So, even though I had my pattern “in hand”, Rohr recommends that I read the whole book and come to conclusions more “organically.” (Part of this is because, according to the authors, the Enneagram is historically related to the seven capital, or “deadly” sins, so rather than *celebrate* my particular pattern, we are on more solid ground when we soberly look at the brokenness of each particular type first.)

So that’s what I did. The good news is that the type that I was drawn to actually reinforced the online questionnaire that I’d taken.

I was a “Nine”. 

Now, this actually shocked my friend because she was convinced that I was a “Five” (go and look these up for yourself if you’d like), but as I read the descriptions I knew without a doubt that I lacked the intellectual detachment that Fives had. I was a visceral, gut reactor to life (not always for the best), and could only detach myself through discipline and prayer.

But that was just the good news; there was some challenging information as well.

According to Rohr, while Nines are peacemakers and good at accepting other people, we (read: “I”) suffer from some critical deficiencies, or brokenness: we lack courage, we lack focus, we prefer the path of least resistance, it takes a long time for us to identify and name (and therefore own) our feelings, we withdraw.

Am I feeling good about myself yet?

What may have hit me the most was that Nines also have a tendency to be lazy and to avoid conflict.

Without going into too much of the detail, let’s just say that (a) I completely identify with these tendencies, (b) they are actually humiliating.

I’ve taken so many personality profiles: I’m mostly an INFP, my strengths are Contextualization, Indvididualization, Intellection, etc., etc.

This seemed somehow different; it hit me harder, where I’ve been “living” for a few years now.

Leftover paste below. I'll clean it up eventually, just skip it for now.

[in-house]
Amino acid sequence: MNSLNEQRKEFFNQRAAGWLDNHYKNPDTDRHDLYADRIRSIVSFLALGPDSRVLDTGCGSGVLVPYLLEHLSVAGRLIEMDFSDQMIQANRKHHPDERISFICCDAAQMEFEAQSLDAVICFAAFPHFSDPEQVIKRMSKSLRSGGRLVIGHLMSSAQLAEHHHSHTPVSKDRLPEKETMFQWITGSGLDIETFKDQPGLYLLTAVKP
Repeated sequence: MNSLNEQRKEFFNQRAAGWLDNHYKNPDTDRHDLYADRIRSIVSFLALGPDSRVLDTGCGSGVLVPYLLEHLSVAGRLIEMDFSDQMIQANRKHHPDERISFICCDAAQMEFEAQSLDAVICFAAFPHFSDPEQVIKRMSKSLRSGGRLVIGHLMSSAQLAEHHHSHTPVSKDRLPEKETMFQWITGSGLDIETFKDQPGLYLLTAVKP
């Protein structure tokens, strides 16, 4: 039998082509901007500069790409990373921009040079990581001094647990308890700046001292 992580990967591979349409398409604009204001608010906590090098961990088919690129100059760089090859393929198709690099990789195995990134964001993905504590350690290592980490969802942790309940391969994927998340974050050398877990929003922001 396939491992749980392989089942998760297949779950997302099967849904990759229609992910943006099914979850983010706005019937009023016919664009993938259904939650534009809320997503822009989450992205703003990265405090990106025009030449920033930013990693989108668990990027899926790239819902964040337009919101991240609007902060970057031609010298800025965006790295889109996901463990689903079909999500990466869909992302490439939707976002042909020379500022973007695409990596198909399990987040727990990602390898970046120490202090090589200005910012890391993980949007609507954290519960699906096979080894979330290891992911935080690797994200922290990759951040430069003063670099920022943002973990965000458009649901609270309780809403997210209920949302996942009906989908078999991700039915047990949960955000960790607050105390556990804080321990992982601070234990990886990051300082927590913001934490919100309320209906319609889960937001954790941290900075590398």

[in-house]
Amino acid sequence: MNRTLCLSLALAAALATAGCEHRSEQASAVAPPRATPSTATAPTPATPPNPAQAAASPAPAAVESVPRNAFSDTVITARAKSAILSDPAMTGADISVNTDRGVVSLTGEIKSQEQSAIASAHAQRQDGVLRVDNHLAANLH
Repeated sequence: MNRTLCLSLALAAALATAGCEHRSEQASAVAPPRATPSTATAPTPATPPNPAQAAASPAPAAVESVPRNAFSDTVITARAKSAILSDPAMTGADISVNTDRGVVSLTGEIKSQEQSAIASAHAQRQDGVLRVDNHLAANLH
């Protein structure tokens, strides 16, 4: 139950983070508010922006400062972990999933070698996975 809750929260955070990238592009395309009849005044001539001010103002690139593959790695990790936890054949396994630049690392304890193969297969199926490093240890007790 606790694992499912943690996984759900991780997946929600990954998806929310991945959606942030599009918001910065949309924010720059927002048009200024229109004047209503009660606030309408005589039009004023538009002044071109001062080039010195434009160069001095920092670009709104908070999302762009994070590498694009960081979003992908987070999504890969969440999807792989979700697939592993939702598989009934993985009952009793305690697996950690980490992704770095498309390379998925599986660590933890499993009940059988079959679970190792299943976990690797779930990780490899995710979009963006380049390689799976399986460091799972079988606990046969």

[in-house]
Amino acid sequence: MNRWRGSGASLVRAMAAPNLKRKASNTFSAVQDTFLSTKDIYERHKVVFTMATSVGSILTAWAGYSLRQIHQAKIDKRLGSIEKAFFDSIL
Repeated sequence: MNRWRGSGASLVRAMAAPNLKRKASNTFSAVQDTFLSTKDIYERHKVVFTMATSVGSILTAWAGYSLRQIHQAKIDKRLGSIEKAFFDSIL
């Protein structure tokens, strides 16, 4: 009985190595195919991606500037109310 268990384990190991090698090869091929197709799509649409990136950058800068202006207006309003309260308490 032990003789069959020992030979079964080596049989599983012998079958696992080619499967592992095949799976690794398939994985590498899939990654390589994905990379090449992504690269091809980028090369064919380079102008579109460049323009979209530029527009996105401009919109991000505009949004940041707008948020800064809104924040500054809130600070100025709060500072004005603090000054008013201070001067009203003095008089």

For instance, because of my natural curiosity, I am fairly persistent about sniffing out the “next thing” theologically and/or spiritually (note: a lot of this is also driven by very personal needs and spiritual ambitions).

To be blunt, I’m typically pretty far ahead of the curve when it comes to spiritual trends, whether it’s liturgy, spiritual disciplines, or mindfulness…

… BUT NO ONE KNOWS ABOUT IT. 

My laziness, apathy, cynicism (“nobody will read this anyway”) and introverted nature all combine to make a stew and a gumbo that produces… at times very little.

Meanwhile, I watch people—some of them my friends—who are decidedly NOT NINES (LOL) write, publish, and broadcast much of the same information that I’d processed sometimes years before. I sit and I watch/listen/read, thinking… “Wow… uh. This is actually old news to me. If someone would just ask me, I could have told everybody this stuff two years ago…”

(typical NINE stuff…)

By the way, honest: This is not about how great I am, or how smart I am.

It’s actually kind of humiliating, and I’m also just trying to be honest.

Part of my spiritual journey means that I’m trying to work on accepting myself, in all my glorious limitations and strengths. Also, let me be clear, when Rohr also writes that “in a certain way NINE represents the original and unspoiled human essence,” I have to acknowledge that it’s not all bad to, well, be me.